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Hospice of the Chesapeake's Dr. Bush: Hospice Can Gain Through Primary Care First Direct Contracting

Thursday, July 16, 2020   (0 Comments)
Posted by: Katherine Lally
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To view the entire Hospice News interview by Holly Vossel, click here. 

Eric Bush, M.D., is a board-certified hospice and palliative medicine physician, joining Hospice of the Chesapeake as chief medical officer in 2016. In this role, Bush provides strategic and leadership direction to the medical staff, which includes physicians and nurse practitioners. Having served first as a licensed practical nurse in the U.S. Army Reserve, a pharmacist and then a physician in the Baltimore and Washington corridor, he brings a unique perspective to hospice and palliative care and has authored several publications in these related fields.

Bush has been featured in Hospice News webinars and at national conferences providing insights and education about alternative payment models such as Primary Care First. He will be presenting at the upcoming Hospice News event: Value-Based Care Strategies for Hospice & Palliative Care Virtual Summit.

Many in the hospice and palliative care spaces, as well as other health care stakeholders, have struggled to understand Primary Care First direct contracting payment models. Designed to help the U.S. Centers for Medicare & Medicaid Services (CMS) and health care providers reduce expenditures and improve the quality of care with Medicare fee-for-service programs, the direct contracting options include three voluntary payment models to adapt and integrate from other programs such as Accountable Care Organizations, the Medicare Shared Savings Program, and Medicare Advantage, as well as strategies used in the private sector.

How would you explain the nature of the Primary Care First payment models as they specifically could apply to the hospice space? With an obvious focus on primary care providers, what would be the draw for hospices to be interested in direct contracting models?

There are several options of the Primary Care First payment models, especially within direct contracting and what’s going to help stratify the type of entity you go in as will depend on the size of your hospice and its patients’ needs, it’s affiliates, whether you’re owned by a hospital or health system. I think you do need to also have support for palliative care and have some infrastructure already built out.

If you look at the application and the model and sift through some of the webinars from CMS, really what they’re looking at is based on some of the next generation Accountable Care Organizations (ACO) models, and it’s an advanced Alternative Payment Model (APM) type system. So, if you’re a hospice that is part of a larger organization or health system — maybe you’re owned by a hospital or a health system, and you have that type of affiliation with population health expertise in house and infrastructure — then something like the global options might be good, where there’s more risk but also possibly more reward. A lot of times these organizations have more experience with true population health management than hospice and palliative care providers. Larger entities and organizations seem more as Accountable Care Organizations, or next generation Accountable Care Organizations, and you would probably need that type of size in order to go along the lines of direct contracting.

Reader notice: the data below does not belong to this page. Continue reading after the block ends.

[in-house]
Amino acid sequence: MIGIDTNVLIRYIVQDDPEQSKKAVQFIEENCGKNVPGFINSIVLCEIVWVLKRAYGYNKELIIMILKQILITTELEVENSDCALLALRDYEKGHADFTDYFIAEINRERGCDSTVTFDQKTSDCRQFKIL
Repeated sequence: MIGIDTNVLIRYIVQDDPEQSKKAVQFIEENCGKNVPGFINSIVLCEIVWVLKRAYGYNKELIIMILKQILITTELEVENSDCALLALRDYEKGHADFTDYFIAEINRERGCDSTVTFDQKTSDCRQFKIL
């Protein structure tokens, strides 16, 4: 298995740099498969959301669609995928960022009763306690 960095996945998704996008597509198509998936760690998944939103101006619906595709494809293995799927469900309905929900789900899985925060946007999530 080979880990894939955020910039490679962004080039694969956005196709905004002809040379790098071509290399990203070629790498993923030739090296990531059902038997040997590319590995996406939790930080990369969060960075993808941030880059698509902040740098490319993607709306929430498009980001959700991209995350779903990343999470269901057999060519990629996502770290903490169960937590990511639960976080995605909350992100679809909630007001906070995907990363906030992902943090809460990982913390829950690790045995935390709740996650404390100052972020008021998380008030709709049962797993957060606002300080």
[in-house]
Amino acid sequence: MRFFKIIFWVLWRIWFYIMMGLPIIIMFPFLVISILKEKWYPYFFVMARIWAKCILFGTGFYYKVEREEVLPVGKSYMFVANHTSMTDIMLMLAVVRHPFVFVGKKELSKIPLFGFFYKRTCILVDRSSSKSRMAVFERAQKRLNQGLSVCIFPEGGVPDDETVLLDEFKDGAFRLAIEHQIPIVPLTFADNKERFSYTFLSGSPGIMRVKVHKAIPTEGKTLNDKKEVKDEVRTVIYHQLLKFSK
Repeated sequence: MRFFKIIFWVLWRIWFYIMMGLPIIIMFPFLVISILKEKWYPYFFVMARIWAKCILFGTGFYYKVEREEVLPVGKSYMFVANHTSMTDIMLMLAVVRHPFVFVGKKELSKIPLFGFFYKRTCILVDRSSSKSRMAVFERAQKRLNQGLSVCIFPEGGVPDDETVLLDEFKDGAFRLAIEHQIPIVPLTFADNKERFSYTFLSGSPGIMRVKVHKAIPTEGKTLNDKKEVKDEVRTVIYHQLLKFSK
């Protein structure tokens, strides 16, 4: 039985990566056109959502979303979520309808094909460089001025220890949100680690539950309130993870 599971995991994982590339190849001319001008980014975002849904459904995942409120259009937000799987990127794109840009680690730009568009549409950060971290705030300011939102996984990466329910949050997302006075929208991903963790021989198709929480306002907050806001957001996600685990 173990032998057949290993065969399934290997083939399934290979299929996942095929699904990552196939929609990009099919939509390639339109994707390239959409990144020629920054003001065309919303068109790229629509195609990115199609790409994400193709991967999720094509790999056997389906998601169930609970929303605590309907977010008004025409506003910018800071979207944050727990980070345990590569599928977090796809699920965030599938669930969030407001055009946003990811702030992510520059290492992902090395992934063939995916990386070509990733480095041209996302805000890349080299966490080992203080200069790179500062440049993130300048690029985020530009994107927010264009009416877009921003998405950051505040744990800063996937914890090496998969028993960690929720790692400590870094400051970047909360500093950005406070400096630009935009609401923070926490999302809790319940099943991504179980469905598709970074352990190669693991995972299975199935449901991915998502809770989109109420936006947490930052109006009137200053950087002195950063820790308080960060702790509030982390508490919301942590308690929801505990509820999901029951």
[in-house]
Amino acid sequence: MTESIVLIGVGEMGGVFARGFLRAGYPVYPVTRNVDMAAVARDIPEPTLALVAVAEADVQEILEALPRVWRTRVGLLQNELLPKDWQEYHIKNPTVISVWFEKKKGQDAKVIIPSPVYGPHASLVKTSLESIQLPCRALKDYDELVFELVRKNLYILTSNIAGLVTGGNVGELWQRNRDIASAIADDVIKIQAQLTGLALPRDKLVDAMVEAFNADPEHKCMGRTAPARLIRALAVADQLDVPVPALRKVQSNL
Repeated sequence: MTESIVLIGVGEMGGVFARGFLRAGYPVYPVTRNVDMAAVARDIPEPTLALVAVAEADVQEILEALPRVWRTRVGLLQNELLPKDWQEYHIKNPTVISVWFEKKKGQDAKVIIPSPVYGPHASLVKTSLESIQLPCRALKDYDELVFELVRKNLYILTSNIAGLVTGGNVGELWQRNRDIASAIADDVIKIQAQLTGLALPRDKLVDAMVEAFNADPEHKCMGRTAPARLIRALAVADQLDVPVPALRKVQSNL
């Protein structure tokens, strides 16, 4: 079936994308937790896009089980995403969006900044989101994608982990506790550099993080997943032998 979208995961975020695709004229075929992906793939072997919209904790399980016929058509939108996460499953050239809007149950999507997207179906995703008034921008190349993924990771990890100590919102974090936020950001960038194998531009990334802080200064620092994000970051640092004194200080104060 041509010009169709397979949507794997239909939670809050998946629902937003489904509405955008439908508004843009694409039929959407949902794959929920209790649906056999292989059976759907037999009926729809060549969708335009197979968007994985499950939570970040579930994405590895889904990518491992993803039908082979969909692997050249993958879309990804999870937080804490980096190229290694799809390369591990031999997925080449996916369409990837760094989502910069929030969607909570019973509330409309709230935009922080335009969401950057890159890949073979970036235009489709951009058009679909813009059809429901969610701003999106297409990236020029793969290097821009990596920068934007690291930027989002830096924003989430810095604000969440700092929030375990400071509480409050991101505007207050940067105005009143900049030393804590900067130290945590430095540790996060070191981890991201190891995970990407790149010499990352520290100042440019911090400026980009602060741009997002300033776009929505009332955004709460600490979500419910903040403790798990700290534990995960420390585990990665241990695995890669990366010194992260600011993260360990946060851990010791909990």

If you’re a smaller entity and you don’t necessarily have a large infrastructure, the pro is that you have some autonomy and the con is that maybe you don’t have that population health management expertise within your organization. Something like the high-needs population, direct contracting entity option — where you have to meet a target of 250 beneficiaries that you’re providing primary care to within the first year — that’s an achievable goal for organizations of similar size to ours.

[Hospice of the Chesapeake] is applying for direct contracting as the most appealing and most appropriate to our organization at this time, the high-needs population within the professional option and with primary care capitation. While there are some home-based primary care providers, the focus is not necessarily on making sure that transition from home-based primary care to some supportive or palliative care and hospice is seamless for a coordination of care. For us, the professional option and a high-needs, direct contracting entity with a smaller patient panel works better, where we don’t necessarily have a lot of the history of risk contracting options that maybe organizations who are affiliated with larger health systems do.

We’re trying to evolve from the back end, so to speak, of providing hospice for 40 plus years and providing palliative supportive care for the last 10 years. Now, really, within the last three years, we have more of a community-based palliative care model. We were able to get our Joint Commission certification for our community-based palliative care, and we’re one of only 54 in the country with that certification. And so looking at what is the next tier of patients that we should be serving, those folks that unfortunately don’t really have a safety net out there.

There are different options for differently-sized organizations, so the intent is good and it’s good to see on a national level. It makes you think of the forest for trees. It ties into the mission and vision regarding caring for life throughout the journey with illness, loss and patient-centered care.

Entire interview here.


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